Posted by: Staff | 02.11.2010

College Essay XXV: Emma Marshal ’10


That Sunday morning in January, we had not seen snow since before Christmas and were not expecting it for a while.  The cold made my cocoon of a bed even more appealing.  I was enjoying my one day to sleep as late as I wanted, dreams floating by.  A nudge by a cool hand on my shoulder woke me.  I groaned in my sleep, “Five more minutes.”  My mother’s soft voice replied, “We have some very exciting news for you, Emma.” I made a theatrical sigh and rolled back over to face my two moms. “We found your dad,” they said in unison. My face matched theirs in less than a second; every crease and every wrinkle stretched into the biggest smile imaginable. I bolted upright so fast that I hit my head on my bunk bed.  Suddenly a multitude of questions flooded my mind. I was speechless; my father, whom I had longed to find, was no longer a mere thought but a tangible being.

              Five months later, the summer after 8th grade, I stood with my moms in front of the 3rd Street Promenade Mall in Santa Monica, California.  I was about to meet the one person who is present in so many peoples’ lives but not in mine, the person who could make me feel whole. My cell phone rang; the number was restricted, but I knew the minute I saw my phone screen that it had to be my dad: Jeff Jessum. He was somewhere in the crowd across the street looking for me.  He told me to keep an eye out for a man in green cargo pants, a black short sleeve shirt, and black sunglasses.  I scanned eagerly through the crowd looking for any of these characteristics.  All of a sudden, there he was.  My dad.  I waved until I caught his eye. A smile washed across his face, a smile that was mirrored in mine.  We walked towards each other staring. We embraced, our touch reassuring me that this was real. We headed towards the beach, the sun shone down on the water highlighting the reflection of the pier.  We made small talk as we strolled along the sand towards a skate rental shop – perfect weather for a perfect day.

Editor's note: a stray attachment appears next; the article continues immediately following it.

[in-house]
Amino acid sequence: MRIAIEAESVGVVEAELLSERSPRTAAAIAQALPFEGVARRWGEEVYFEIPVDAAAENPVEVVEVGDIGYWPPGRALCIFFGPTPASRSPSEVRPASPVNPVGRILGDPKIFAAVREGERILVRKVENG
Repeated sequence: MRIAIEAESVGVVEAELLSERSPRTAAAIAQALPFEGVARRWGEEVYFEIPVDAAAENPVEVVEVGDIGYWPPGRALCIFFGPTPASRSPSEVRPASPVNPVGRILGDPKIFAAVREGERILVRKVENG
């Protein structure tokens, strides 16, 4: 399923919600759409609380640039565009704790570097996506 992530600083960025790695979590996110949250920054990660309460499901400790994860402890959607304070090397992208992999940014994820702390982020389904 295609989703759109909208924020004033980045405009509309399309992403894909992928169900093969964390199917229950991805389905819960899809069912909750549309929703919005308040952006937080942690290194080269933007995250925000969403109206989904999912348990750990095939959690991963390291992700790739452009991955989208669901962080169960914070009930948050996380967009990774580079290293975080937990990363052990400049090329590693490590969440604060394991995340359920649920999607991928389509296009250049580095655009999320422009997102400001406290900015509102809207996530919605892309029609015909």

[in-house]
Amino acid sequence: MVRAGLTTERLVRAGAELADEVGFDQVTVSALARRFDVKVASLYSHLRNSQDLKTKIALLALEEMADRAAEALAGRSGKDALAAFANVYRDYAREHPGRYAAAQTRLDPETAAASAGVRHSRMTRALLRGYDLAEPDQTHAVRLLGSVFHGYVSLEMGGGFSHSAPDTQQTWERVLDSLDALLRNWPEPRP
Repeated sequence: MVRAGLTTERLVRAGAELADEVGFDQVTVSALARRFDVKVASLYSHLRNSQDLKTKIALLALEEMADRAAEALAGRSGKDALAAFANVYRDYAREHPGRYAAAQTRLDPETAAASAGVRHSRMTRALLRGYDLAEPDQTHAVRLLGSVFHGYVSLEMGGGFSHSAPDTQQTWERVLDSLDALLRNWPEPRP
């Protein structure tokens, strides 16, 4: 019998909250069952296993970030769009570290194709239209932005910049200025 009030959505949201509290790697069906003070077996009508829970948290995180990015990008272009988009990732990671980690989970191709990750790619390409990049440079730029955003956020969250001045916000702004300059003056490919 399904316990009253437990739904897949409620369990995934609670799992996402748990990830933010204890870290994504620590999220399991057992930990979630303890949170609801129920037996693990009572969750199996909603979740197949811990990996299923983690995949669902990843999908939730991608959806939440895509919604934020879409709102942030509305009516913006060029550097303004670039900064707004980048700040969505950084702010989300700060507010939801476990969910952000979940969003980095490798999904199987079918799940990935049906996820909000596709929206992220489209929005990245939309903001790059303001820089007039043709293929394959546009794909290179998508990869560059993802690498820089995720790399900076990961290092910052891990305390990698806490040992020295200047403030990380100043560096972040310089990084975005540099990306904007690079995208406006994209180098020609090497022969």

With this one moment, my family expanded. It now includes my two moms, my biological dad, and, through him, three half-sisters and their moms.  We don’t have titles for all our relationships, but we know we are family.  My family is nowhere near a stereotypical American family with a dad, a mom, son, daughter, dog and a white picket fence.  If someone were to make a family tree of my family, branches would extend wildly in all directions. This family tree gives some people the idea that we are aliens with five heads.  Certain individuals have assumed that I am gay because of the sexual orientation of my parents.  This was all difficult to deal with in eighth grade when the main goal was to be a part of the ‘in crowd.’ However, I was not the average eighth grader when I found my dad; I wanted to explore my differences.

              Although I recognize the uniqueness of my family, I am aware that much of the world is prejudiced against my style of family.  People are afraid of differences.  I have two moms who were finally able to get married in 2004. Some believe that God will punish anyone who is gay because it is sinful.  I can say from personal experience that God has not punished my moms.  People who know my family do not think my moms are sinful, they respect us.  When I tell others about my family, I am able to open their minds to new and different ideas.  Knowing my family and me makes them rethink their prejudices against gay and lesbian people.  By accepting this one difference, they may eventually accept others.



  1. Dear Emma
    Your college essay was beautiful. I know how proud your family is of you, as they should be.

    You are a remarkable young woman, with such poise and grace.

    I wish you every success as you go off the college.

    Best wishes
    PS I loved visiting with you and you Mom in Tallahassee. I hope you will come again.

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